Bryan Harper Masterclass on str8bat's 3D viewer | Cricket Bat Sensor

Bryan Harper Masterclass on str8bat's 3D viewer | Cricket Bat Sensor

James Cameron’s Avatar revolutionised the concept of 3D viewing in all formats. It’s gone to the point where every modern day television comes with an option to view our entertainment in a three dimensional format. Str8bat’s cricket sensors are a similar revolutionary concept that would put Mahatma Gandhi to shame. The 3D viewer available on the str8bat app has raised the bar higher than Bob Marley on a Saturday night, and is a tool that is aimed to help you reach those highs on the pitch in front of millions.

In a conversation with Cricket Australia's Coach Development Specialist Bryan Harper, we talked about the importance of the 3D viewer and how it is a crucial factor in improving your batting performance on the pitch.

What is the 3D viewer?

Without trying to sound too obvious, the 3D viewer is a complete 360 degree view on every shot played during practice. It tracks every millisecond of your motion in a set time period before and after you’ve played the ball. The red bat on screen indicates the point of contact with the ball.

As a player, you want to be swinging your bat through the line of the ball to make contact. “The longer you can have that bat face going through the line of the ball, the more chance you have of success,” says our mentor from down under.

What is the importance of the 3D viewer?

As mentioned earlier, the 3D viewer is a graphical representation of a shot played. It shows the frame motion of the batter’s stance, position in and around the crease, bat lift, bat swing, point of contact with the ball, follow through, etc. It shows you a ball by ball analysis of all the shots you played during a training session, somewhat like how your stomach gives you a shot by shot analysis of your last drinking binge. 

It has separate sections of every ball played, which opens up the possibility of comparing two shots and seeing what’s different. Using this technology can help you become the apple of everyone’s eye better than the iPhone 12 mini ever was.

How to practice using the 3D viewer?

Go into the middle or into the nets like you would on an average Tuesday morning, and practice hitting the balls with an increased focus on making sure the face of the bat is nice and square through the ball for as long as possible. Every shot is saved on the app as one video, and you can scroll about the timeline of the video repeatedly to gather all kinds of information possible, including checking your bat swing. Using this tool will simultaneously give you a 3D view into your batting as a whole, making your post practice session like a budget Oppenheimer screening.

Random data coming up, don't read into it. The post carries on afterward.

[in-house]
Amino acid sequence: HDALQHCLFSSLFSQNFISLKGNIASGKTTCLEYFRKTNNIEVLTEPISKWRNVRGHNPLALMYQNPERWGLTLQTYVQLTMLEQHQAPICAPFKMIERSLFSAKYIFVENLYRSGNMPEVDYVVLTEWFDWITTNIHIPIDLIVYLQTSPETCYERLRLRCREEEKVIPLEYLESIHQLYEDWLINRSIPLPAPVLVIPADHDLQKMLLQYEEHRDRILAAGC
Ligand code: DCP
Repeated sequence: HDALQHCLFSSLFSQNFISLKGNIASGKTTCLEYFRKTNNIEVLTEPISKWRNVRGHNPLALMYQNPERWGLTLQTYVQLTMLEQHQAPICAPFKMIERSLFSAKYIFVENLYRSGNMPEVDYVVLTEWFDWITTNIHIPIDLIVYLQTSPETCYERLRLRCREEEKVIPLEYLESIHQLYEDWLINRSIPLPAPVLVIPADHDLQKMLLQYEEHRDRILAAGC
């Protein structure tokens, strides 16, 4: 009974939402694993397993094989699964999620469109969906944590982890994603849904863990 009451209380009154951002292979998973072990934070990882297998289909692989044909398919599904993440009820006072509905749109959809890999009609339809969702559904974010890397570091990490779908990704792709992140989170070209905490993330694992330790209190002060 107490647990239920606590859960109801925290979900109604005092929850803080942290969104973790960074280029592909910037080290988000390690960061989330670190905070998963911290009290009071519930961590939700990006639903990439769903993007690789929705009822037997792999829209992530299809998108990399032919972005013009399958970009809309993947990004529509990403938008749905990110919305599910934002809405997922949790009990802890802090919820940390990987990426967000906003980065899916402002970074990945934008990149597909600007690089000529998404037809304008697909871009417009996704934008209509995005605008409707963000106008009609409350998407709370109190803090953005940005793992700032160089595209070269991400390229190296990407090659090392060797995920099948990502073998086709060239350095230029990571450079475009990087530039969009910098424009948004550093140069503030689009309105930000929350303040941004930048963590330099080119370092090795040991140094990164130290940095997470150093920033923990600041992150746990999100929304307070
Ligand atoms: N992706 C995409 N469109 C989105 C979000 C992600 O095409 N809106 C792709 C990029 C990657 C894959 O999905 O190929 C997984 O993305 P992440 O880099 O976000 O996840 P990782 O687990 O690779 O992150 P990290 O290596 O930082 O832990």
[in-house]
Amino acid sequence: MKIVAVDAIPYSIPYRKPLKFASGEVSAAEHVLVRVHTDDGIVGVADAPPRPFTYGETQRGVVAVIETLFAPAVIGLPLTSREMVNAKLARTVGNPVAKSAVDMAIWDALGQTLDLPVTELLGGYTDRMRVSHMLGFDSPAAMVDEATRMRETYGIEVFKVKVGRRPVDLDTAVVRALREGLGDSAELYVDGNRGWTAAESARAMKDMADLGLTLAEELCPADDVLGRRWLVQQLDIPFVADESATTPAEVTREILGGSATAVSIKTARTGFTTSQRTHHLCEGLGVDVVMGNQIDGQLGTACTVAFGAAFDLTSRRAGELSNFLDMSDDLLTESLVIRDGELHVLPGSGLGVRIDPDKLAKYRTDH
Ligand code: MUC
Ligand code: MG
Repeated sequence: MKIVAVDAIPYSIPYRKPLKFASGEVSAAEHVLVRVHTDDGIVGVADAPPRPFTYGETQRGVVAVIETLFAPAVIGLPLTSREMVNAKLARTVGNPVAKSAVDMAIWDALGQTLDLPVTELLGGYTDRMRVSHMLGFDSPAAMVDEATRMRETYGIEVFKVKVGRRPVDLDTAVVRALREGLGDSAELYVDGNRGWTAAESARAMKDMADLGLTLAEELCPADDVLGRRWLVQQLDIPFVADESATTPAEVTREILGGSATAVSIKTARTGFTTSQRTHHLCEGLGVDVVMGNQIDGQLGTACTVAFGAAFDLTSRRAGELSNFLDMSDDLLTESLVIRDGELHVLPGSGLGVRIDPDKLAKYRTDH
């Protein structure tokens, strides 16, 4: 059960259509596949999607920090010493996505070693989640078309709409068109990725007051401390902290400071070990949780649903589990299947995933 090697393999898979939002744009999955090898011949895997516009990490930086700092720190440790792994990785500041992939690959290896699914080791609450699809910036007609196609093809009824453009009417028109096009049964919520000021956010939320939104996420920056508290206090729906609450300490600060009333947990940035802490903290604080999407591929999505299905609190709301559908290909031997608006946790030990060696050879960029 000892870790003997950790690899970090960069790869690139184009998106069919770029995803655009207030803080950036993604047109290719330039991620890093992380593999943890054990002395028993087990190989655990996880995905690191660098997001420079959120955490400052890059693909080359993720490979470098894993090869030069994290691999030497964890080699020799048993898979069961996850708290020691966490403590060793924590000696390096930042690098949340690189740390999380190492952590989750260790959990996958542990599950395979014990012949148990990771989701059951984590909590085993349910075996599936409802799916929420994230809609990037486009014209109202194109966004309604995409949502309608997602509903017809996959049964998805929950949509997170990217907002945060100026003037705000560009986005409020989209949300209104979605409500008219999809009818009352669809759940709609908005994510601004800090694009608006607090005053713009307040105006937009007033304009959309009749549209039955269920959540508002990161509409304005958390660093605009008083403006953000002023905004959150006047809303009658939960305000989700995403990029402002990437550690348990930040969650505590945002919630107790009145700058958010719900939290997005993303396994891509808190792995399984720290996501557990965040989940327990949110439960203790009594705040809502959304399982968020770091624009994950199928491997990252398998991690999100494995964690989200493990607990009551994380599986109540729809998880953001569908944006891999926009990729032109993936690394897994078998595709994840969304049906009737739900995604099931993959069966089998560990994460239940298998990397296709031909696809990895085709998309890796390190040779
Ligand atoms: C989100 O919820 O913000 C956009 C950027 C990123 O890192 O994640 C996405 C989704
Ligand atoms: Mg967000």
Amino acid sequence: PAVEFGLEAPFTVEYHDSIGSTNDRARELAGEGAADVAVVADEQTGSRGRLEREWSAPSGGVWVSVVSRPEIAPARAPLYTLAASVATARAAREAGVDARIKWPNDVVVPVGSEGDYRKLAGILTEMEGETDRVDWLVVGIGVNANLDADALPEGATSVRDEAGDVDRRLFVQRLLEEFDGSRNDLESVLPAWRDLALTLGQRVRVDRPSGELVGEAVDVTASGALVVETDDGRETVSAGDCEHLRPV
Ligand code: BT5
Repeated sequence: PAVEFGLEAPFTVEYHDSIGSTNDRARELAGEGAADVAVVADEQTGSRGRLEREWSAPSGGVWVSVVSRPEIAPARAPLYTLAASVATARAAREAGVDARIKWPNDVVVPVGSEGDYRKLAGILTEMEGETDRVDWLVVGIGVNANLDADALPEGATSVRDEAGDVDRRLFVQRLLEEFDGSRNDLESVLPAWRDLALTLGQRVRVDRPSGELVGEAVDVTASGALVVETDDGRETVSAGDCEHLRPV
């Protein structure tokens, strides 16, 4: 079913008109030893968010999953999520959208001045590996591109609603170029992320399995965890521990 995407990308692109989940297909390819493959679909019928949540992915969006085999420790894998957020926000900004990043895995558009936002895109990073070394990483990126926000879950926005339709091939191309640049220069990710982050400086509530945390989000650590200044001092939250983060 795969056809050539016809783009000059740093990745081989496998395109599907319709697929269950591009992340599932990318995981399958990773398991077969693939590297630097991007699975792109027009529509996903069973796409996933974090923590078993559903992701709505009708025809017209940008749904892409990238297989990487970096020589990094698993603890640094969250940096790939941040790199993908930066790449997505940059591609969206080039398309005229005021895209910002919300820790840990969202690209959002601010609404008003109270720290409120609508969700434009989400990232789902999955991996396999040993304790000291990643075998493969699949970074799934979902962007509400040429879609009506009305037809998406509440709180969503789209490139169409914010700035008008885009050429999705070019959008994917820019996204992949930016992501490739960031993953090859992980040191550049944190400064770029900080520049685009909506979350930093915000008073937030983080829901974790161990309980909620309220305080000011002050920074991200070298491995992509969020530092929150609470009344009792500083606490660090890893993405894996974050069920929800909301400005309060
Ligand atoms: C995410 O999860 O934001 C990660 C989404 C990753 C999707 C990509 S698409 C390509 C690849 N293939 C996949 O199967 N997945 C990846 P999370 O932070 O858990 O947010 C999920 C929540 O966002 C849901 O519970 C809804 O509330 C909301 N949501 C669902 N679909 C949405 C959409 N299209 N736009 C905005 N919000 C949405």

How to use the data?

Our Aussie coach advises you to keep a few factors in mind whilst viewing the data. Consider these as the sambar chutney to your masala dosa, and you’ll understand their importance. The factors are as follows:

  • What did the data show you?
  • How long does your bat swing through the ball?
  • Do you understand how to control your bat face?
  • What movements help you achieve a longer and straighter bat swing?

Tips on improving using the 3D viewer

A wide bat lift results in a bat path that cuts through the ball, while a narrow bat lift results in a bat path that plays through the line of the ball. According to the ball bowled against you, find the bat lift that suits the situation carefully. It’s this decision making that will prevent you from having a new career as a bathroom cleaner. Having a full bat lift with a slightly open bat face will result in a higher bat speed and longer bat path, both being key to having a successful bat stroke.

While asking Mr. Harper on what’s the most important input he can give you, he said, “A short step usually results in a shorter swing length. However, the batter usually prefers to take shorter steps when the bowling is faster. Prioritising balance and a good bat swing over a longer bat swing will help maintain consistency in the long run.”

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